I spent a summer working as an au pair in England for a family of vegetarian academics. They invited me on weekend excursions to castles in the countryside and to a pub lunch in their college town, but we subsisted on a diet of iceberg salads with boiled egg and salad cream (tastes like sweetened mayonnaise), sausages (veggie dogs) and houmus and tom-aw-to sandwiches.
One day while seven-year-old Michael was at school and two-year-old Anna in nursery, I felt inspired to make cookies. I scoured the Internet in search of the simplest recipe I could find and settled on an oatmeal cookie that called for about four ingredients.
After searching every nook and cranny in the kitchen, I conceeded that my employers owned no measuring utensils. Not one teaspoon or a single measuring cup. I used a mug to measure out the cup of butter (which wasn’t actually butter but some sort of healthy vegetable spread -- I should have trusted my instincts) and other ingredients such as sugar (which the package touted as a healthy version) and oats (which were quick cooking rather than the old fashioned type the recipe called for). I used actual tea spoons (not the measuring kind, but the kind English people use for all the tea they drink) to measure the salt.
That night over dinner my host family informed me that Brits don’t use measuring utensils. They think that Americans with their drawers full of cups and spoons in varying sizes are quite primitive. Instead of these crude calculating devices, they use a scale to measure out ingredients in grams, which their recipes use rather than two-thirds of a cup or one-eighth of a tablespoon.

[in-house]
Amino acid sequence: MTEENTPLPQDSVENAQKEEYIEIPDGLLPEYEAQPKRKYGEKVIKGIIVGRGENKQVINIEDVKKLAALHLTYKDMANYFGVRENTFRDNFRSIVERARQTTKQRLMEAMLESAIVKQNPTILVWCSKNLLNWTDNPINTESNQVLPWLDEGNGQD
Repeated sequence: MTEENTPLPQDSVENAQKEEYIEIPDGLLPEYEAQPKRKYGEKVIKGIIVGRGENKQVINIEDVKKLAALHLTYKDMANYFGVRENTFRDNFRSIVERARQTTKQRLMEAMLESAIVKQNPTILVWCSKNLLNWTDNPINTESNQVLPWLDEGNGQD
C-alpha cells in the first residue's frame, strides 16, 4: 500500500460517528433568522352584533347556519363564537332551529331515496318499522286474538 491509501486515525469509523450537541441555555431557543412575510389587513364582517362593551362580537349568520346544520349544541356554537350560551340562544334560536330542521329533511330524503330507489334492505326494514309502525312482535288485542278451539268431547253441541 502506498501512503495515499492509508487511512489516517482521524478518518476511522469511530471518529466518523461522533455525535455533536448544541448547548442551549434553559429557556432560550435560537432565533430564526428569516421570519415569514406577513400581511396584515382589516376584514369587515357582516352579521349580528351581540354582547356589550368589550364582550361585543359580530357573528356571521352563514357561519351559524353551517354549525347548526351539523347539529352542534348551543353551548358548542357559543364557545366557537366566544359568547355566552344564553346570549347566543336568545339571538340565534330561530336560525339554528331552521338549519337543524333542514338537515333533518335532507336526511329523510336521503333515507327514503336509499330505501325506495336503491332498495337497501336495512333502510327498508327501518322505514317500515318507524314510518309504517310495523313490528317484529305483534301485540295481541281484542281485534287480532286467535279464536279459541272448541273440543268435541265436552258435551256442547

The dough I mixed tasted quite delicious despite my difficulties, but then again I'd been deprived of the sweet and salty in this healthy household. However, the final product didn’t look or taste much like a cookie. They didn't exactly taste unpleasant (I ate about six), but they had a chewy consistency and an aftertaste reminiscent of burnt buttered popcorn.
I might not be much of a chef when it comes to entrees, but I can bake. I wanted to share some yummy, American cookies with my host family, not these hard-to-chew burnt buttery lumps. I debated whether I should even tell them about this disaster. Then I had the brilliant idea of testing them out on Michael first.
After I walked Michael home from school he had his tea time, cute British lingo for his after-school snack of hot chocolate and an apple, while he watched his 20-minute daily allowance of television. His show of choice was “Chuckle Vision,” a BBC Kids production about a pair of goofy middle-aged brothers that’s a notch below low-budget children’s program airing on PBS. During this afternoon’s episode I served Michael the surprise that I’d hinted at on our way home.
“These biscuits are absolutely lovely!” Michael exclaimed after he took a bite. What a darling he was, I could have hugged him at that moment. After dinner that evening, despite my adamant protests, the entire family sampled my culinary endeavor. They all agreed that the biscuits tasted “quite nice.”
The true sign that my botched biscuits were somehow oddly satisfying? Finicky little Anna asked for thirds.